That’s why I think it’s really important to understand the path to success that the ballpark is promising us. How, exactly, is a downtown ballpark going to launch economic development in El Paso?

Marketers like to talk about a product’s Unique Sales Proposition. Having a Triple A ball club makes us one of thirty cities in the United States. That’s hardly unique.

Amenities like ballparks don’t persuade companies to open plants, or headquarters, in cities like El Paso. That’s not how business works. Companies work to maximize profits. We’re not competing with Tucson, or Albuquerque, for the next Dell or Microsoft or Google headquarters. The elite companies that are fighting for the best qualified employees are looking at cities like Austin and Seattle, and a Triple A ball team won’t push us over that hump. Toyota, however, doesn’t care if the assembly line factory floor workers have entertainment options after they punch out. They’re concerned with things like tax rates and utility and transportation costs. No one has ever said, I would be glad to move my company to El Paso if only you had a Triple A ball team.

Verde didn’t dump El Paso because there were no entertainment options here. They left because they weren’t selling any real estate. Did Western Refining move their management team to Phoenix because they couldn’t attract a talented workforce to El Paso? Is a Triple A baseball team going to make a difference?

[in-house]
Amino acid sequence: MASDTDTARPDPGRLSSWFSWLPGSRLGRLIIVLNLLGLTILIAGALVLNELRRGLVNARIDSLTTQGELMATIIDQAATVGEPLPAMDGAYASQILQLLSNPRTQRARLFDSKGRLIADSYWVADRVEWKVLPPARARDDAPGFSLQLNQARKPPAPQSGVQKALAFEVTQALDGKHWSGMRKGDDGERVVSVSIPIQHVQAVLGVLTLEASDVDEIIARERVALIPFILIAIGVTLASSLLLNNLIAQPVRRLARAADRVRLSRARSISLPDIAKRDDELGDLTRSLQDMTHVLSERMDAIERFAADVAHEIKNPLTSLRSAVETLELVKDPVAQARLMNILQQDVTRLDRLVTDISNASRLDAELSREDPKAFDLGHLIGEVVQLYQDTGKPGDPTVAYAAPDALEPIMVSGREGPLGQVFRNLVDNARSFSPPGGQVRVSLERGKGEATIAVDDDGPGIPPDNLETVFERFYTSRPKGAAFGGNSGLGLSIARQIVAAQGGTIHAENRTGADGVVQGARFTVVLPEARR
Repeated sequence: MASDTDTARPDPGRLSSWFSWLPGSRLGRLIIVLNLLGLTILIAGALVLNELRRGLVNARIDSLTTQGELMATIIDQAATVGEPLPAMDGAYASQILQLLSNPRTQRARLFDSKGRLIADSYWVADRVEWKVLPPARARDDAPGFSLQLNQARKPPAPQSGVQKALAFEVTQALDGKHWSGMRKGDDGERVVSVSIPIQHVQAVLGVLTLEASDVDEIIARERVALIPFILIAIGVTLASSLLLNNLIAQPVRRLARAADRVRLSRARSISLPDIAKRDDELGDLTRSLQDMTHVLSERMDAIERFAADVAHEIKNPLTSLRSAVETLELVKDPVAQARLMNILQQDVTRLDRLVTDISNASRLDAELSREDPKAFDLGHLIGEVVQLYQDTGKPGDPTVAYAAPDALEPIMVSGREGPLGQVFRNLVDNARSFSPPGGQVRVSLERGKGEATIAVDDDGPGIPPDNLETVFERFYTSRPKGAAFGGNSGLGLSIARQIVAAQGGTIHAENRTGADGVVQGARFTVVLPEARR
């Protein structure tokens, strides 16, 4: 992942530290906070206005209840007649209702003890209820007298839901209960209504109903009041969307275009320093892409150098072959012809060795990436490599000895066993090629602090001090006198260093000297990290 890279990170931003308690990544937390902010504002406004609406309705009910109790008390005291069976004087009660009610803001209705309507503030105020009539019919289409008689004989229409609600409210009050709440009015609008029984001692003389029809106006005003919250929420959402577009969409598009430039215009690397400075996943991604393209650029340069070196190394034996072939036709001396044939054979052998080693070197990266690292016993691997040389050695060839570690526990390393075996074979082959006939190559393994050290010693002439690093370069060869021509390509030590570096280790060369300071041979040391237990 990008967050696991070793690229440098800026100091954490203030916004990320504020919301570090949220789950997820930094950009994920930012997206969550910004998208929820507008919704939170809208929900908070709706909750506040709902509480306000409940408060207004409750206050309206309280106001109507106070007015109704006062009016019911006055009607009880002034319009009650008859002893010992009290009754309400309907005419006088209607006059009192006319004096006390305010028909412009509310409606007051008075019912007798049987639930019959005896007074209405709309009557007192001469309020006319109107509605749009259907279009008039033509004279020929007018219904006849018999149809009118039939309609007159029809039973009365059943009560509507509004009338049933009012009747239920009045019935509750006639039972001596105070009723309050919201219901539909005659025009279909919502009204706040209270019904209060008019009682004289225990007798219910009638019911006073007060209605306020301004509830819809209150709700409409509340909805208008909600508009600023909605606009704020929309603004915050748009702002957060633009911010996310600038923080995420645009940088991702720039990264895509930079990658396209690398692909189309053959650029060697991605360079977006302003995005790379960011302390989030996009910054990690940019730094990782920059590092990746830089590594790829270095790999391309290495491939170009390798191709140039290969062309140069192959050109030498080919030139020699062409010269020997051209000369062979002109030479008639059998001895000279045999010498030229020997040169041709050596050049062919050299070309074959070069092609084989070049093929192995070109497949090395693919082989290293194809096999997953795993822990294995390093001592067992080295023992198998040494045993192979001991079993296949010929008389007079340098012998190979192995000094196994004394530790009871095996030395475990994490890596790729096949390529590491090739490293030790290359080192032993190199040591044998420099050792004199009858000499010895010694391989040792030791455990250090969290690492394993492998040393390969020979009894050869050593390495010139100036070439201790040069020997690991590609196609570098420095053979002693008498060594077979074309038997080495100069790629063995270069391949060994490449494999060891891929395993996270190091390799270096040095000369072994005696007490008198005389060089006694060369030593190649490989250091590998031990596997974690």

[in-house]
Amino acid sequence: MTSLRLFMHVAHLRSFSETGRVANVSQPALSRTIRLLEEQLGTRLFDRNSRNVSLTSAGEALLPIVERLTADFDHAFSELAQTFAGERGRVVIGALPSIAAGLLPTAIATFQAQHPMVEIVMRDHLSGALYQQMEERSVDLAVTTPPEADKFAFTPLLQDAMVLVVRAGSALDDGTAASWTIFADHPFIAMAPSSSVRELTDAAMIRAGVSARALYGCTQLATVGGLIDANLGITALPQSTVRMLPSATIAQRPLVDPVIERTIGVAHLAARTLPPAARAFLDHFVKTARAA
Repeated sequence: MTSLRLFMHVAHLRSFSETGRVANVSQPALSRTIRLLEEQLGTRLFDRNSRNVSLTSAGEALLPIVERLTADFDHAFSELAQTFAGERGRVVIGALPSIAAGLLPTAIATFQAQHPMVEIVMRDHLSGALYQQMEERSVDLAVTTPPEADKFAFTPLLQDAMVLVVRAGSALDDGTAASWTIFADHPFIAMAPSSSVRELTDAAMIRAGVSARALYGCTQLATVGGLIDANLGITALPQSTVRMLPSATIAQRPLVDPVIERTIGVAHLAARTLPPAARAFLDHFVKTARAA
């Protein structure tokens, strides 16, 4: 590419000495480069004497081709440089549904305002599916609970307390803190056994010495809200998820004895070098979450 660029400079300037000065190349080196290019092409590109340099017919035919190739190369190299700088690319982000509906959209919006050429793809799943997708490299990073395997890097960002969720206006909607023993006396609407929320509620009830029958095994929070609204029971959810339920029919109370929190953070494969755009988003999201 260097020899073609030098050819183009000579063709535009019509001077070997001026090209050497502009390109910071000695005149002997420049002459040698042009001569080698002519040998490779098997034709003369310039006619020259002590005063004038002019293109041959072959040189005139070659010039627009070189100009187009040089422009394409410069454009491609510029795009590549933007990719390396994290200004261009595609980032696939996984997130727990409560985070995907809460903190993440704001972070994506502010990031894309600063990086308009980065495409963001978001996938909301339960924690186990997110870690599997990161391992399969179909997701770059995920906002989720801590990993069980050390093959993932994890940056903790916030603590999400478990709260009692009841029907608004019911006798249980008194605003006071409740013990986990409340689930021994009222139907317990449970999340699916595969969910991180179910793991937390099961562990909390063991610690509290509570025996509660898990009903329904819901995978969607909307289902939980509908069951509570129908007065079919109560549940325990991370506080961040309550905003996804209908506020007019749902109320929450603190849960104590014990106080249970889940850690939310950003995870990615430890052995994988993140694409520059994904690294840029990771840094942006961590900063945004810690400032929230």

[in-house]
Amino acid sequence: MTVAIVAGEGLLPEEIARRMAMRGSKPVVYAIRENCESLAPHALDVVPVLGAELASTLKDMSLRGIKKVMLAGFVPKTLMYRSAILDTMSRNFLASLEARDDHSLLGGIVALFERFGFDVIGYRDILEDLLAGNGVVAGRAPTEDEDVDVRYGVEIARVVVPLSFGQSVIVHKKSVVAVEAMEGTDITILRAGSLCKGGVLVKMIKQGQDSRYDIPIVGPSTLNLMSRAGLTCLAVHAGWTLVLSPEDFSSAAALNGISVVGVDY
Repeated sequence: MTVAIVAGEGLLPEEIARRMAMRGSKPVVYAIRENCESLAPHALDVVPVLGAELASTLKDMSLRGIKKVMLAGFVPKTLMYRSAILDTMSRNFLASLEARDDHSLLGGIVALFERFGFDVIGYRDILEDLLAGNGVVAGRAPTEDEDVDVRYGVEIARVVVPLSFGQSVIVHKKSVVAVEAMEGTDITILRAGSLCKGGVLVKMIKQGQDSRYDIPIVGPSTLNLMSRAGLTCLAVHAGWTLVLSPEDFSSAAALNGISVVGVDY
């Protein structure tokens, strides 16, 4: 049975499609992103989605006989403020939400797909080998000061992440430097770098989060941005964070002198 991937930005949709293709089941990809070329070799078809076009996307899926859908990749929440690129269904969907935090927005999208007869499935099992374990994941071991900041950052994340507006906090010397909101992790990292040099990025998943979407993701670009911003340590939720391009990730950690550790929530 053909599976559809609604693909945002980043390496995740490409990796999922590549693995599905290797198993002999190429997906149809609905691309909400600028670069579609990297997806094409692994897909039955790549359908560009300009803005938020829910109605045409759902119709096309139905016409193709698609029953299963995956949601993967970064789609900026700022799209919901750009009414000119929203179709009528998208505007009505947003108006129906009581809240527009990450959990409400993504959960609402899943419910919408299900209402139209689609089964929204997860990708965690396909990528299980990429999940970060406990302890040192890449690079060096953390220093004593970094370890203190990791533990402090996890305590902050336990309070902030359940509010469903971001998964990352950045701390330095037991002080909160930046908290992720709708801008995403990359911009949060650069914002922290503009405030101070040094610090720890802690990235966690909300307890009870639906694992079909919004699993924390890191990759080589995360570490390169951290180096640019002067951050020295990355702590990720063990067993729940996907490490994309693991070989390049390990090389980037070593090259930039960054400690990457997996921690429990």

I wonder how many of these rabid ballpark advocates have ever been to a minor league game. Even major league games are extended periods of ennui, tedious duels between pitchers and batters that are best understood in slo-mo instant replay.

And if the team continues the lackluster performance endemic to the Padres organization? The team we had to buy before anyone else did is last in the Pacific Coast League, and the San Diego Padres are next to last in the National League West. The San Antonio Missions, El Paso’s AA counterpart, are last in the Texas League South division. Will El Paso start rooting for the visitors?

I think that the lines of causality get blurred sometimes. The City reasoned, I imagine, that because rich cities have ballparks, that if we build a ballpark, we’ll become a rich city. They are ignoring the geographic reality that El Paso is on the border of a country with a marginally dysfunctional economy, with rafts of people for whom a minimum wage job in the United States is an order of magnitude improvement. There’s no sticking your thumb in that dyke. Legal immigration and the natural rate of population increase are enough to suppress the average income in El Paso for the foreseeable future. El Paso will be poor as long as Mexico is a poor country, and Juarez is a poor city.

I’ve yet to see a cogent argument that explains how the proposed downtown ballpark will do anything but shift El Paso’s entertainment dollars from one pocket to another, even if the project is a rousing success. No one has explained the magical alchemy that creates wealth by transferring suburban sales to downtown, or tax dollars to private developers.